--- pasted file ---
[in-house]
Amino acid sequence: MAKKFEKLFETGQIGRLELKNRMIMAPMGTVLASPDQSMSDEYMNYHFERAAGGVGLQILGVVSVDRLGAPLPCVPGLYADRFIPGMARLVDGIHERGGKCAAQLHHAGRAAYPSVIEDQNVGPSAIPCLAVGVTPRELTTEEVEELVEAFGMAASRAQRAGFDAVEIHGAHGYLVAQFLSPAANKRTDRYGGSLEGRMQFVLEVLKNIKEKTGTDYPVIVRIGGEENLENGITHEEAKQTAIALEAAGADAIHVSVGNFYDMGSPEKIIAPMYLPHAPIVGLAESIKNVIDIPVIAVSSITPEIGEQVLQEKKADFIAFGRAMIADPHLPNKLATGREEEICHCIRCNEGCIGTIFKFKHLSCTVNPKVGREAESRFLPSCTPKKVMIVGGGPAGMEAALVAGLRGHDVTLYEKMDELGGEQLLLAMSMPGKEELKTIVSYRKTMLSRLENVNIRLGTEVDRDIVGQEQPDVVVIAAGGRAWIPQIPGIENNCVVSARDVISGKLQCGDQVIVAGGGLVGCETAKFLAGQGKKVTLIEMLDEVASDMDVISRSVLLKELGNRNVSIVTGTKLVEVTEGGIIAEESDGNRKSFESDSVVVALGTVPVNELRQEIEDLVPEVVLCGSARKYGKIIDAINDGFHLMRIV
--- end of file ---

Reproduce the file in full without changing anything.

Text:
[in-house]
Amino acid sequence: MAKKFEKLFETGQIGRLELKNRMIMAPMGTVLASPDQSMSDEYMNYHFERAAGGVGLQILGVVSVDRLGAPLPCVPGLYADRFIPGMARLVDGIHERGGKCAAQLHHAGRAAYPSVIEDQNVGPSAIPCLAVGVTPRELTTEEVEELVEAFGMAASRAQRAGFDAVEIHGAHGYLVAQFLSPAANKRTDRYGGSLEGRMQFVLEVLKNIKEKTGTDYPVIVRIGGEENLENGITHEEAKQTAIALEAAGADAIHVSVGNFYDMGSPEKIIAPMYLPHAPIVGLAESIKNVIDIPVIAVSSITPEIGEQVLQEKKADFIAFGRAMIADPHLPNKLATGREEEICHCIRCNEGCIGTIFKFKHLSCTVNPKVGREAESRFLPSCTPKKVMIVGGGPAGMEAALVAGLRGHDVTLYEKMDELGGEQLLLAMSMPGKEELKTIVSYRKTMLSRLENVNIRLGTEVDRDIVGQEQPDVVVIAAGGRAWIPQIPGIENNCVVSARDVISGKLQCGDQVIVAGGGLVGCETAKFLAGQGKKVTLIEMLDEVASDMDVISRSVLLKELGNRNVSIVTGTKLVEVTEGGIIAEESDGNRKSFESDSVVVALGTVPVNELRQEIEDLVPEVVLCGSARKYGKIIDAINDGFHLMRIV